But I think that this is slowly changing. Most freediving hunters come from the old school of freediving, and I don't think really gave it a second thought regarding training.

I'm trying to link your statements together... "in the past" and "My observation". I know you're a grandfather and all :D but have you really been there back in the days when they were called "apnea game gatherers?" Actually, were they ever called that? :confused: Anyways, I think(and pardon my assumption) that you're trying to say(as I partially stated) that most "new" spearos are caught up in the gear and style of a spearfisherman and less in the details of what it takes to become a good one. I remember seeing pictures of my Dad in his old mustang w/ a long board on top. I always got excited when I saw this and wanted to know more about surfing, but he could never answer my questions because he never really learned how to surf. :D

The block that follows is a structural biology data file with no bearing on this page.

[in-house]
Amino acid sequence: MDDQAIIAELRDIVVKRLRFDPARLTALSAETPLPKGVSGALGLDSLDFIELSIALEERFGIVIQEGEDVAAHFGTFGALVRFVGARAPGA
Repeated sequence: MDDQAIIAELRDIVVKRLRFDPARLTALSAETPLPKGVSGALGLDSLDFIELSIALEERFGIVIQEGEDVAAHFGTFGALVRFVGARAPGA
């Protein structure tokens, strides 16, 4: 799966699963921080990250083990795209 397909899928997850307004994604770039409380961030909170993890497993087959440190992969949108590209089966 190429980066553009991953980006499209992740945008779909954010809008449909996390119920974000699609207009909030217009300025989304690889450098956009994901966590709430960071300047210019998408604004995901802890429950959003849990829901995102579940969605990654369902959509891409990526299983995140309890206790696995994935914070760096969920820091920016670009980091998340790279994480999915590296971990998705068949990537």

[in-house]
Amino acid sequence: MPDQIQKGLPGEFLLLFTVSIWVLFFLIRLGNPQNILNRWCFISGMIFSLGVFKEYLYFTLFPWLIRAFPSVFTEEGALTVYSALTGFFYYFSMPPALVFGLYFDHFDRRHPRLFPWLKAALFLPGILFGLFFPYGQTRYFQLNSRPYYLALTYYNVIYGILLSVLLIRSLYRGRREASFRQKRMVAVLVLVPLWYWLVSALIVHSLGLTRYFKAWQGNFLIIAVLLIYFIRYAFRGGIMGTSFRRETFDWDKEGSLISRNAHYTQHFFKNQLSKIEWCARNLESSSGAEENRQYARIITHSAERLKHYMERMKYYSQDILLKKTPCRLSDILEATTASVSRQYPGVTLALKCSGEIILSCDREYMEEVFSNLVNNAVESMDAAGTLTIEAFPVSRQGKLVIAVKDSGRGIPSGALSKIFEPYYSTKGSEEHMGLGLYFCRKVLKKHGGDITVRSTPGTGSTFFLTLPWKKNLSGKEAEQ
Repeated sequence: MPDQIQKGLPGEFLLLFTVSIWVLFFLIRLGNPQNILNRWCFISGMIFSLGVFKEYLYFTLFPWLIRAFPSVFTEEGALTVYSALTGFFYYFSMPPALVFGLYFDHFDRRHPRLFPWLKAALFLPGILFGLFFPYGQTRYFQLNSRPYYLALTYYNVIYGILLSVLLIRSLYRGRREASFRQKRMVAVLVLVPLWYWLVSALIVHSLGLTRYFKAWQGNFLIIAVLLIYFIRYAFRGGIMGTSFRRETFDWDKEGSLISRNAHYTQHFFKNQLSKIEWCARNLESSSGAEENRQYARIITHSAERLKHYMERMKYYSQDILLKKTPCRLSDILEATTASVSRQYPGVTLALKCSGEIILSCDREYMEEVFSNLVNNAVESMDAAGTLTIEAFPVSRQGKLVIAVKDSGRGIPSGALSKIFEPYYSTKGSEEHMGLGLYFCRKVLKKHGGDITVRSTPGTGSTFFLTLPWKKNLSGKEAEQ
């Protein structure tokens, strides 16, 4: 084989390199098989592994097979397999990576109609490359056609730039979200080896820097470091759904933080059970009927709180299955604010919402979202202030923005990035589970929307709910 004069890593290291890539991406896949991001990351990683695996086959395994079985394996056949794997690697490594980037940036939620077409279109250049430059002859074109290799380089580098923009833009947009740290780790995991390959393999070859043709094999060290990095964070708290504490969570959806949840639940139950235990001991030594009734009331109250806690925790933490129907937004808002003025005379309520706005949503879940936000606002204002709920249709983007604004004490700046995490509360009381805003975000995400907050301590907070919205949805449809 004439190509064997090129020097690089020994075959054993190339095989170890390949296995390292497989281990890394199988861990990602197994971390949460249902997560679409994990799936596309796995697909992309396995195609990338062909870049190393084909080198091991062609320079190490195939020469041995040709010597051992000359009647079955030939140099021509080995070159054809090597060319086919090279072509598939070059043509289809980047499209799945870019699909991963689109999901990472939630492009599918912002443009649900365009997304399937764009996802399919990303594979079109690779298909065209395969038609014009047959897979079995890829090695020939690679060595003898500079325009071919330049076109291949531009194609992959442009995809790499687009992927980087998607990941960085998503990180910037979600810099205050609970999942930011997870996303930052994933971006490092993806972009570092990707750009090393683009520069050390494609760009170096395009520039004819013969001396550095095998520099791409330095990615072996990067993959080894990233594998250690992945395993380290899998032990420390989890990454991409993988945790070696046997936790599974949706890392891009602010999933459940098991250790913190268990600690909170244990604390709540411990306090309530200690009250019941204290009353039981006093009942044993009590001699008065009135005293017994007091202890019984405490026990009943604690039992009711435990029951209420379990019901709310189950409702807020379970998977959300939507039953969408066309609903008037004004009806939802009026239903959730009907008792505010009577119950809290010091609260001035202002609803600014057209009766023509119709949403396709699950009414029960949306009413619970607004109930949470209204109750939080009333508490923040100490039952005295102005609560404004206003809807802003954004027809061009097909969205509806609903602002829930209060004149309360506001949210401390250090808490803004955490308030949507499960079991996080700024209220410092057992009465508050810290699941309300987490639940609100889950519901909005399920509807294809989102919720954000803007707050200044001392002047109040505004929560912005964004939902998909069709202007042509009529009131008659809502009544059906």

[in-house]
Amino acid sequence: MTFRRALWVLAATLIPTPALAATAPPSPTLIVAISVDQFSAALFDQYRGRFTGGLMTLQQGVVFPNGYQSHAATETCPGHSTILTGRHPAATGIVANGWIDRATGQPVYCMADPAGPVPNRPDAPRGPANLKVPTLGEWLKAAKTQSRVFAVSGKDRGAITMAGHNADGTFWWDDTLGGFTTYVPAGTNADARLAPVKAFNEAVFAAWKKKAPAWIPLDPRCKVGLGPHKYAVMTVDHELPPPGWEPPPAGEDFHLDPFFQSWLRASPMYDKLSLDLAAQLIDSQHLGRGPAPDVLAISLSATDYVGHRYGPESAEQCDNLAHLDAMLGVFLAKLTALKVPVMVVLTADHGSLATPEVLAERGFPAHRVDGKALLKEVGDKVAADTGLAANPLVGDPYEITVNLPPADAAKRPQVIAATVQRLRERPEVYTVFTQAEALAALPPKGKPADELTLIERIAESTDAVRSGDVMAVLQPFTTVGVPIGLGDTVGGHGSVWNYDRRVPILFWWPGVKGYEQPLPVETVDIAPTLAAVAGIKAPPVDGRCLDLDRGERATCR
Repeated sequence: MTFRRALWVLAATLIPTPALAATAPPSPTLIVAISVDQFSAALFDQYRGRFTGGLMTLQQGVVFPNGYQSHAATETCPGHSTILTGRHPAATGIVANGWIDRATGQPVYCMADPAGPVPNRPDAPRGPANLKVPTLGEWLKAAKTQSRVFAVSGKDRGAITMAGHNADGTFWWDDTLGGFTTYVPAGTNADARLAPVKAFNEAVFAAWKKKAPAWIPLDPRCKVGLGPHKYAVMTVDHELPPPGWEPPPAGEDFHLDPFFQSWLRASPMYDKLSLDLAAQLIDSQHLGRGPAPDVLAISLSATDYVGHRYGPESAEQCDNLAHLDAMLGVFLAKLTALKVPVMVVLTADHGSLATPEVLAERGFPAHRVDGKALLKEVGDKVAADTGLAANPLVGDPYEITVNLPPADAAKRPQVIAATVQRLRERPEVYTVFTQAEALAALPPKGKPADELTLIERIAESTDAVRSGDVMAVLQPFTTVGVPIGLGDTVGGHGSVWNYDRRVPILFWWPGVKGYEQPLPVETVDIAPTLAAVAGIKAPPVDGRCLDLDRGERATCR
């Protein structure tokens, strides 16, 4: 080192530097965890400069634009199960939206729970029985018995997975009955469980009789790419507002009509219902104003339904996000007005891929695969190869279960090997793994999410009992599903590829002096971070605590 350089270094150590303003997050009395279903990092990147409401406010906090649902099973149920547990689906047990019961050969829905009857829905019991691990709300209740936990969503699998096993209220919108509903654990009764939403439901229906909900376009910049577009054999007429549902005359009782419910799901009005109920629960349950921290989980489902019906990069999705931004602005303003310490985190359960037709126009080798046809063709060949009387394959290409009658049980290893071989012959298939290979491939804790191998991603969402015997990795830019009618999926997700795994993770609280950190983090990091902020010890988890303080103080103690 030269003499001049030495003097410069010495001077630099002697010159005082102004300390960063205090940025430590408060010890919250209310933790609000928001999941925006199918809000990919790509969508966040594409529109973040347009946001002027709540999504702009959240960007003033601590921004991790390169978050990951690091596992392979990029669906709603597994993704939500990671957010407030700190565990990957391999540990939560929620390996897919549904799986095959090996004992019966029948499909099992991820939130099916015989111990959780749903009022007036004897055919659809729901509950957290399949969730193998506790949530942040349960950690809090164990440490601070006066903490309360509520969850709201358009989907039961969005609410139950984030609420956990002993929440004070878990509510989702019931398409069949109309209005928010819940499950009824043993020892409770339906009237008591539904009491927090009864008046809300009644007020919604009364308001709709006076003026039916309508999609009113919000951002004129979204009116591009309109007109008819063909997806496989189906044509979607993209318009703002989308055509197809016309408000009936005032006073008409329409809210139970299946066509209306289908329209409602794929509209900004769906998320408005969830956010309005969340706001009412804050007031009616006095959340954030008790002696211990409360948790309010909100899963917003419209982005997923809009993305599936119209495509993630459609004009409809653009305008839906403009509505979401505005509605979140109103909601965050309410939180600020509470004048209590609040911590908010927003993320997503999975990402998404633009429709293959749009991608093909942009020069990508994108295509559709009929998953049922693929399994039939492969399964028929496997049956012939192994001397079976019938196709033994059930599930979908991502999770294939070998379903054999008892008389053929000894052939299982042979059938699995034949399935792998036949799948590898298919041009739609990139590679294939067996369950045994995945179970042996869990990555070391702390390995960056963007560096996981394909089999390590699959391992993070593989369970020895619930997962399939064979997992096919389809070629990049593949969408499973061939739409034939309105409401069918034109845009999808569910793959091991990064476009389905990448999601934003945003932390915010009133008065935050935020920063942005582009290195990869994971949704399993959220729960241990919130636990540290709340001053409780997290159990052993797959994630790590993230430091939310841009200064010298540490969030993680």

I think your suggestion of education is a valid point, but please understand that becoming a good "apneist" will not necessarily make you a better spearo. Carlos Eyles, Pipin Ferraras, and many other great hunters have stated ever so eloquently how being able to hold your breath for record times will do you no good if you can't understand your environment.

Also, I believe that I come from the "old school" of hunters because I have learned almost all that I know from people that have been there before me. I think their advice and their stories have aided my understanding of my personal trial and errors. I owe thanks to everyone who has shared their life as a spearo with me. :)

Gotta run,
I think you make a good point regarding what we learn and how (or from whom)

I use the term "Game gatherers" due to the fact that it's pretty difficult to shoot and abalone or lobster ;)

I refer to the old school based upon my readings of Terry Maas' books and from one of Carlos Eyles books as well.